Watchdogs call for probe into all of Breuder's College of DuPage contracts
Ex-chairman, though, says that's the way it's been done since 1994
Several government watchdog groups Thursday called on the DuPage County State's Attorney's office to investigate whether any or all of the contracts College of DuPage President Robert Breuder received during his tenure were approved improperly.
But David Carlin, who was chairman of the COD board that extended Breuder's contract in 2011, said that COD presidents have had automatic rollover provisions within their contracts since at least 1994. The contracts for Breuder and two previous presidents were automatically annually extended for an additional year unless trustees acted to terminate the pacts.
"The board of trustees did not provide Dr. Breuder with written notice of intent to terminate in 2011, so under the terms of Dr. Breuder's contract his contract automatically rolled over for an additional year," Carlin wrote in an email.
The watchdogs' demand came in the wake of an opinion issued last week by the Illinois Attorney General's office that found COD's board of trustees violated the Illinois Open Meetings Act when it adopted a third extension to Breuder's employment contract on July 12, 2011.
The board violated the act, the attorney general's office said, because it failed to provide sufficient advance notice and failed to publicly provide information concerning the extension before its approval.
That legal opinion is important because it could pave the way for the current COD board majority to try to terminate Breuder before he's scheduled to step down in March 2016 and collect a nearly $763,000 buyout package.
But Carlin added that the public vote referenced in the attorney general's nonbinding opinion was neither required under the terms of Breuder's contract nor the Open Meetings Act because Breuder's original deal contained the automatic rollover provision. He said the November 2008 vote to hire Breuder was done "in accordance with the Open Meetings Act."
Officials with OpenTheBooks.com, the Edgar County Watchdogs and For The Good of Illinois strongly disagree. They are questioning the legality of all the actions related to Breuder's contracts.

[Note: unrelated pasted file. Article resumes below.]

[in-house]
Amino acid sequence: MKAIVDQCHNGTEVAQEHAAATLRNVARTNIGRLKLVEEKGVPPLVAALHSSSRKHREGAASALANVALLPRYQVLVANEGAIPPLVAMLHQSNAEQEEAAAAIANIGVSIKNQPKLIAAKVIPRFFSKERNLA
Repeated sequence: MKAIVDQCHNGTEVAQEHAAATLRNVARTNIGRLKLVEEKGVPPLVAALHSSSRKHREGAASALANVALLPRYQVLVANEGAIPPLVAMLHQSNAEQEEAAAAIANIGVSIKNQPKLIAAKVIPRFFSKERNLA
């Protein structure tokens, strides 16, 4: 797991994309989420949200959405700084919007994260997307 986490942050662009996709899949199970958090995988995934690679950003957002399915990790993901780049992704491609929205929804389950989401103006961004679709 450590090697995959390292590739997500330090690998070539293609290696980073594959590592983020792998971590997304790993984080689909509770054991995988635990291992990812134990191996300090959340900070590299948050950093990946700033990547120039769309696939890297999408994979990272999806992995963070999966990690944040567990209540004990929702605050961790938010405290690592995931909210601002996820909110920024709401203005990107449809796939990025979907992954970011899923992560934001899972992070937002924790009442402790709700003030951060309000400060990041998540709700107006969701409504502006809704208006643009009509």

Paul Darrah, a spokesman for the state's attorney's office, would not comment on the call for an investigation. He said officials are aware of the attorney general's opinion and "are reviewing all our potential options."
Adam Andrzejewski of OpenTheBooks.com said there were potential Open Meetings Act violations each time the COD board acted on Breuder's contract, from the board's first vote on such a pact in 2008 through all the extensions that followed.
"The attorney general's letter of determination ... is a starting point," Andrzejewski said. "There's seven actions of that board related to Breuder's contracts right from the beginning that need to be investigated by the state's attorney."
Andrzejewski dropped off 124 pages of documents at State's Attorney Bob Berlin's office in Wheaton. He said the documents "raise real questions" about each action taken related to Breuder's employment with COD.
"The students, taxpayers and citizens deserve clarity on whether or not over $4 million of compensation flowing to Dr. Robert Breuder between the years of 2009 and 2016 is in fact legal," Andrzejewski said.
In the meantime, COD's attorneys already have been instructed to review all legal options as a result of the nonbinding letter from the attorney general's office. Trustees were expected to get an update Thursday night during a closed session.
COD board Chairwoman Kathy Hamilton said earlier this week that the attorney general's opinion "validates our worst concerns about COD in the Breuder era."
Andrzejewski, meanwhile, said Berlin is the only one who has the power to prosecute the case and take it to a judge for a ruling.
If a judge were to invalidate Breuder's employee contract because of an Open Meetings Act violation, it would make it easier for college trustees to terminate him, Andrzejewski said.
Breuder, now on paid leave, is scheduled to get a $762,867 buyout package when he steps down on March 31, 2016 -- an arrangement that has drawn the ire of some residents, faculty members and state lawmakers. Breuder is paid a base salary of $292,739 a year, but other benefits bring his total compensation package to $495,092.